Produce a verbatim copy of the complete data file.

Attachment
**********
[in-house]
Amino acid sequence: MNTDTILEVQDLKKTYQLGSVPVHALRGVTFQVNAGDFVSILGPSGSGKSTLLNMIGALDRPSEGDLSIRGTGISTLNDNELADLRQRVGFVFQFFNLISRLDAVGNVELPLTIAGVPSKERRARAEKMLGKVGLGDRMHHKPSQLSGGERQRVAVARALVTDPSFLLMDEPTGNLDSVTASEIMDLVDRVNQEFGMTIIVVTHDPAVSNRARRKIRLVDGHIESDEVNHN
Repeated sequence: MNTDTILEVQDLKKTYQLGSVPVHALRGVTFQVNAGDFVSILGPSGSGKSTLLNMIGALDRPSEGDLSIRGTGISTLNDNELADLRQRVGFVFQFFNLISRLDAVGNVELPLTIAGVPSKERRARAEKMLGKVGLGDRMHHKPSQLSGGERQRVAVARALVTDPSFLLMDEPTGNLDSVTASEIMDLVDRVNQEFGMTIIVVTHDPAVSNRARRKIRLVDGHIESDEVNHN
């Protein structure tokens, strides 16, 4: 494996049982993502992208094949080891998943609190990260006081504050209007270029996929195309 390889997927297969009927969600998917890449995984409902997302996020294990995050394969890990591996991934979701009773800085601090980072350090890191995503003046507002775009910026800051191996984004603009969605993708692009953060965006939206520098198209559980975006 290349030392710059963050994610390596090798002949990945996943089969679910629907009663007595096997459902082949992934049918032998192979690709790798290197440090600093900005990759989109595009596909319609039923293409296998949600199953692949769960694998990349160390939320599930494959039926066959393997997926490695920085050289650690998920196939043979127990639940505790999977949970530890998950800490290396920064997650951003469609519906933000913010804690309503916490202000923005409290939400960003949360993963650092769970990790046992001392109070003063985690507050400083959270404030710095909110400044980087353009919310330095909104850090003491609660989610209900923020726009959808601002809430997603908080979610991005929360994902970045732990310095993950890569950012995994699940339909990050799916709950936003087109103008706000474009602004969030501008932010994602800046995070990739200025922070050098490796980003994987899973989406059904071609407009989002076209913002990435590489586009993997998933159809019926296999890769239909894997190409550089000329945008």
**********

[in-house]
Amino acid sequence: MNTDTILEVQDLKKTYQLGSVPVHALRGVTFQVNAGDFVSILGPSGSGKSTLLNMIGALDRPSEGDLSIRGTGISTLNDNELADLRQRVGFVFQFFNLISRLDAVGNVELPLTIAGVPSKERRARAEKMLGKVGLGDRMHHKPSQLSGGERQRVAVARALVTDPSFLLMDEPTGNLDSVTASEIMDLVDRVNQEFGMTIIVVTHDPAVSNRARRKIRLVDGHIESDEVNHN
Repeated sequence: MNTDTILEVQDLKKTYQLGSVPVHALRGVTFQVNAGDFVSILGPSGSGKSTLLNMIGALDRPSEGDLSIRGTGISTLNDNELADLRQRVGFVFQFFNLISRLDAVGNVELPLTIAGVPSKERRARAEKMLGKVGLGDRMHHKPSQLSGGERQRVAVARALVTDPSFLLMDEPTGNLDSVTASEIMDLVDRVNQEFGMTIIVVTHDPAVSNRARRKIRLVDGHIESDEVNHN
């Protein structure tokens, strides 16, 4: 494996049982993502992208094949080891998943609190990260006081504050209007270029996929195309 390889997927297969009927969600998917890449995984409902997302996020294990995050394969890990591996991934979701009773800085601090980072350090890191995503003046507002775009910026800051191996984004603009969605993708692009953060965006939206520098198209559980975006 290349030392710059963050994610390596090798002949990945996943089969679910629907009663007595096997459902082949992934049918032998192979690709790798290197440090600093900005990759989109595009596909319609039923293409296998949600199953692949769960694998990349160390939320599930494959039926066959393997997926490695920085050289650690998920196939043979127990639940505790999977949970530890998950800490290396920064997650951003469609519906933000913010804690309503916490202000923005409290939400960003949360993963650092769970990790046992001392109070003063985690507050400083959270404030710095909110400044980087353009919310330095909104850090003491609660989610209900923020726009959808601002809430997603908080979610991005929360994902970045732990310095993950890569950012995994699940339909990050799916709950936003087109103008706000474009602004969030501008932010994602800046995070990739200025922070050098490796980003994987899973989406059904071609407009989002076209913002990435590489586009993997998933159809019926296999890769239909894997190409550089000329945008």